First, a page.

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Tackling environmental justice on the Front Range

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michaelh | Mar 08, 2010 12:33 PM

Two years ago I relocated to Denver and inherited from a friend what might possibly be the best job in the world – the directorship of the University of Denver’s Environmental Law Clinic.  In the two decades before my arrival, the clinic had established an impeccable reputation for its work fighting to protect endangered species throughout the western United States.  This work continues to be a cornerstone of the clinic’s mission today.  But coming from Los Angeles, where I wrestled with air quality issues for a good portion of my legal career, I was committed to championing a major new addition to the clinical program at DU.  It was time to position the clinic to take on what will undoubtedly be the region’s next environmental challenge – rapid urbanization along the Front Range.

Many experts are projecting that Denver and the Front Range will be the next Las Vegas or Phoenix in terms of population growth. The population that resides between Colorado Springs and Fort Collins, if not all the way to Laramie, is projected to increase to 6 million or more over the next 15 to 20 years.  With increased growth will come more air pollution, as well as traffic congestion, waste management concerns, land use conflicts, and stormwater pollution into urban lakes, streams, and rivers.

Most importantly, we must begin to ask ourselves what all this growth will mean for our lower income neighborhoods.  Portions of the population in places like north Denver, Lamar, and Pueblo are already struggling with pollution from industry that surrounds them now.  Increased urbanization will make things worse unless our policymakers start making better decisions to address the environmental injustices the poor regularly face.

With this in mind, I am moving along three fronts in the clinic to create the Colorado Urban Project (CUP).  Starting last year, half of the clinic’s 12 students started working full-time on cases related to urban pollution and public health issues.  In addition, the law school offered its first class this past fall dedicated to studying the regulation of urban pollution in Colorado.  Finally, the clinic is working to build relationships with local politicians, community groups, and environmental advocates to build interest in addressing emerging urban environmental issues in our region.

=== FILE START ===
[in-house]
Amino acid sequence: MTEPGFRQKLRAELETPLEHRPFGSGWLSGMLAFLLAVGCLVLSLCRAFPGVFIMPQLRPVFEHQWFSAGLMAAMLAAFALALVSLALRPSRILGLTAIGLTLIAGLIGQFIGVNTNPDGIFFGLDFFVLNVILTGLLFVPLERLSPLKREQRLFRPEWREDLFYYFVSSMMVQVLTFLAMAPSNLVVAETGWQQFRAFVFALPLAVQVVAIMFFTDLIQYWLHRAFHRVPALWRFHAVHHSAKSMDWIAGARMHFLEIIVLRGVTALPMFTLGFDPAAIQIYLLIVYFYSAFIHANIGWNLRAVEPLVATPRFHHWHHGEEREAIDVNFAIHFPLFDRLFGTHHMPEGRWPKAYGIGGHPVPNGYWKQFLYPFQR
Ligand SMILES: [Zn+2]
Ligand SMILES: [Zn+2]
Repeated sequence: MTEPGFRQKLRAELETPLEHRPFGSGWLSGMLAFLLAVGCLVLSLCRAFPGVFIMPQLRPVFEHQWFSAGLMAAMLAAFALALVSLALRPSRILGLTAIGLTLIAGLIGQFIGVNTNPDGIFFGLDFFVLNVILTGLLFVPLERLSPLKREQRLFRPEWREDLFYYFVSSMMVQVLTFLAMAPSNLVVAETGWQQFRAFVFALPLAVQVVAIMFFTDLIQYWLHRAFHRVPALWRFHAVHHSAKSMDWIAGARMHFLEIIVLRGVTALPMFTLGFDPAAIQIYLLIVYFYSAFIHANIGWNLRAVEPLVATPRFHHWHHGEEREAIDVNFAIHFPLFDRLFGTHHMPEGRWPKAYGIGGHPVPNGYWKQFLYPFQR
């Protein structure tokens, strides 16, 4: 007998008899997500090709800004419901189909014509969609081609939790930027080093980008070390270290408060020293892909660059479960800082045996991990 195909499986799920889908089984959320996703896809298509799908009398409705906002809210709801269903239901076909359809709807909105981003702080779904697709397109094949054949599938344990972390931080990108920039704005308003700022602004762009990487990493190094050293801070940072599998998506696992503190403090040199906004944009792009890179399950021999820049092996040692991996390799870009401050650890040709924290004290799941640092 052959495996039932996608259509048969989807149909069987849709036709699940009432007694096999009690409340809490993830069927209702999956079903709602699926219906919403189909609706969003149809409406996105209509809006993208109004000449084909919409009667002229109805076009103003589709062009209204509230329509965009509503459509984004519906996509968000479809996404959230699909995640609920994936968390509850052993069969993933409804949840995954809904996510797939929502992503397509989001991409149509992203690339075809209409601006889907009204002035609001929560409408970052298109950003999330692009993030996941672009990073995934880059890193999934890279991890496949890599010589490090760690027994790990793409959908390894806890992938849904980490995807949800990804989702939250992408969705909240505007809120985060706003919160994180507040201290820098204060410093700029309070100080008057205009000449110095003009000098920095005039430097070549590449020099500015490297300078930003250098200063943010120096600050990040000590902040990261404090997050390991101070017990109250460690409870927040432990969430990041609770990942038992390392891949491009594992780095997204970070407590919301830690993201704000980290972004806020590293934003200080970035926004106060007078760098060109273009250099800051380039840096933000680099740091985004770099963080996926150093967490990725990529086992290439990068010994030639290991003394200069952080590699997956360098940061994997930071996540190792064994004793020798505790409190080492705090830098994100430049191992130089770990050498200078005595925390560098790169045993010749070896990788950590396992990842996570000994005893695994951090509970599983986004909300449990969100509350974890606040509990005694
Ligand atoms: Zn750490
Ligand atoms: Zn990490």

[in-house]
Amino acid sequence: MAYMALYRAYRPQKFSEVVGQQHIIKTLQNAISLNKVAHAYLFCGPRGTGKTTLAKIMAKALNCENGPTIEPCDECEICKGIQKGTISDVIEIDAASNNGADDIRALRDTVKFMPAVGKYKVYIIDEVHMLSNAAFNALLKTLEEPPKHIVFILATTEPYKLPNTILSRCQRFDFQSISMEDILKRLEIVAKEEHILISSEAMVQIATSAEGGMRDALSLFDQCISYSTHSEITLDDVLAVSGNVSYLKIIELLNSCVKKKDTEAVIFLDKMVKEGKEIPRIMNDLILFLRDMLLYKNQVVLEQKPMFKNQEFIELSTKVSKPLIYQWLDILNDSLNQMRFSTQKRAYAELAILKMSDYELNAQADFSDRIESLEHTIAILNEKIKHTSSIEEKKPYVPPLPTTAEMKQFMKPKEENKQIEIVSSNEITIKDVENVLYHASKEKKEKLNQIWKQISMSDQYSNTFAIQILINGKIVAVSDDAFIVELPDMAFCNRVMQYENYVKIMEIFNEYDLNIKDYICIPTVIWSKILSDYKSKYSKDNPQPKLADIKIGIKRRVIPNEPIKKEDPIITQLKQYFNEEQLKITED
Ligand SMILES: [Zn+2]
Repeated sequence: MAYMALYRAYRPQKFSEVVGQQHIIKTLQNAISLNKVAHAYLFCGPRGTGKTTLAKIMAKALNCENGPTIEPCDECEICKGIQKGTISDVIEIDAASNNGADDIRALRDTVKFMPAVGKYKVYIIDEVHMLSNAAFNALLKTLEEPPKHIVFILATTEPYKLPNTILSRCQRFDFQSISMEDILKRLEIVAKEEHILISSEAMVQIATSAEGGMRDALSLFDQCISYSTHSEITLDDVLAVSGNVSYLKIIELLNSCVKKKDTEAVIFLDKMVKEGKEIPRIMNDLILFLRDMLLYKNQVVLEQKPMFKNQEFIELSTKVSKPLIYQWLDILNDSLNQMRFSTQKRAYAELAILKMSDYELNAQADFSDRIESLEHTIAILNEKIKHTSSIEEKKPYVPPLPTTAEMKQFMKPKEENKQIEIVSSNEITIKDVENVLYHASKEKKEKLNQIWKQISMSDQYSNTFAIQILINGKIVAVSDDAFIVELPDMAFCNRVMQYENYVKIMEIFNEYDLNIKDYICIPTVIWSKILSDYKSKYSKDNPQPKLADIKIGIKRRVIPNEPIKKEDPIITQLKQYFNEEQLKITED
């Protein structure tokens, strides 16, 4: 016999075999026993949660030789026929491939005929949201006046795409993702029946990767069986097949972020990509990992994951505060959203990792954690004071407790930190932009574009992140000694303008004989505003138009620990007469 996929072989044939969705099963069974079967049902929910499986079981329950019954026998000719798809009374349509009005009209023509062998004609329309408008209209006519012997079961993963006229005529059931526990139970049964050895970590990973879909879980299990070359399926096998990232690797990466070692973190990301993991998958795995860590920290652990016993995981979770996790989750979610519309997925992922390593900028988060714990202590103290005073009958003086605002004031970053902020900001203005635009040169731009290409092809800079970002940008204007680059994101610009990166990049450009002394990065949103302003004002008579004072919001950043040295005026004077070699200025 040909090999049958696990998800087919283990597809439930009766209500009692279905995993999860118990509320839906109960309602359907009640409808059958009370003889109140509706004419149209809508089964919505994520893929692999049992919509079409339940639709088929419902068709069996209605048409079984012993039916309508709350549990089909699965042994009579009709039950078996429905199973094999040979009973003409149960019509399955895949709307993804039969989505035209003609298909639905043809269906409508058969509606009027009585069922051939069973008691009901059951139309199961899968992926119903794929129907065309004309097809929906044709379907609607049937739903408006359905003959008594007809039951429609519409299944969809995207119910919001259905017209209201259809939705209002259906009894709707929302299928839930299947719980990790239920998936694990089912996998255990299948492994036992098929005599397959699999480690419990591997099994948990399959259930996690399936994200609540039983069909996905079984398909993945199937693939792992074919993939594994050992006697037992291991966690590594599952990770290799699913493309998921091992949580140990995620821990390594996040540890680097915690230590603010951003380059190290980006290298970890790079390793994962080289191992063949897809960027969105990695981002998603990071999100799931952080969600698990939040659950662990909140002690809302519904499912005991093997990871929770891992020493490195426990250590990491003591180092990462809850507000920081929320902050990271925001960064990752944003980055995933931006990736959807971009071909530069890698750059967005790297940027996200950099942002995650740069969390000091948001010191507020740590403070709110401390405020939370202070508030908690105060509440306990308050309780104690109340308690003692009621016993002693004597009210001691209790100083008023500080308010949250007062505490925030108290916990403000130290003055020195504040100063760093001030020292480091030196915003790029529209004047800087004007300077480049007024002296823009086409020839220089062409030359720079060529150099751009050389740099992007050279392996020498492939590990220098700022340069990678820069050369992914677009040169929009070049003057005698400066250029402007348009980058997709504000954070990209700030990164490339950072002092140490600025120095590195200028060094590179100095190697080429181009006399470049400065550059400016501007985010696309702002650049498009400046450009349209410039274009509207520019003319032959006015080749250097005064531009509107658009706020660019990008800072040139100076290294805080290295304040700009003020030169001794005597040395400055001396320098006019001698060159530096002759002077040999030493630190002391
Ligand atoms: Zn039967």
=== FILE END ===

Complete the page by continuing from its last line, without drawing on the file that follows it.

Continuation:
CUP is still very much in its infancy, but good progress is being made.  Student attorneys are taking on mercury pollution from urban coal-fired power plants, working to eliminate residential childhood lead exposure, helping develop urban parks, and fighting to bolster state regulation of air pollution sources in the Denver region.  So far, the greatest challenge for CUP has, unfortunately, been the limited number of environmental and community organizations in the region desiring to partner with us on urban issues.

Colorado’s environmental organizations, like that of many Western states, have taken on so many noble challenges in recent years.  Lasting fights to save Otero Mesa, the Roan Plateau, the Preble’s meadow jumping mouse, the sage grouse, and others come to mind.  With regards to taking on challenges to address public health and environmental justice, however, the list is far shorter.  The reality is that right now the voice of citizens and advocacy groups is fairly limited on urban issues.  CUP, however, is in it for the long term and I am certain that the clinic will be able to amplify these voices considerably and be a known leader in shaping the environmental future of an urbanized Front Range.

Over the next year, I invite you – through this blog – to follow CUP's progress and to explore the many urban environmental issues facing communities, not only in Colorado, but also throughout the West.  We will, of course, critically examine existing environmental injustices along the Front Range, along with related political and regulatory controversies.  We will also look, however, at some of the successes stories in those communities fighting to protect public health and better their environment.  Through this, I also hope to learn more about what communities and organizations in the west are doing on the environmental justice front to both improve CUP and, hopefully, to build partnerships.

 

Michael Harris is Assistant Professor of Law and Director of the Environmental Law Clinic at the University of Denver Sturm College of Law.  He has worked as a Senior Deputy District Counsel for the South Coast Air Quality Management District in Los Angeles, as an Associate Environmental Counsel for the Los Angeles Unified School District, and as a Project Attorney with Earthjustice.  He can be reached at elc@law.du.edu.

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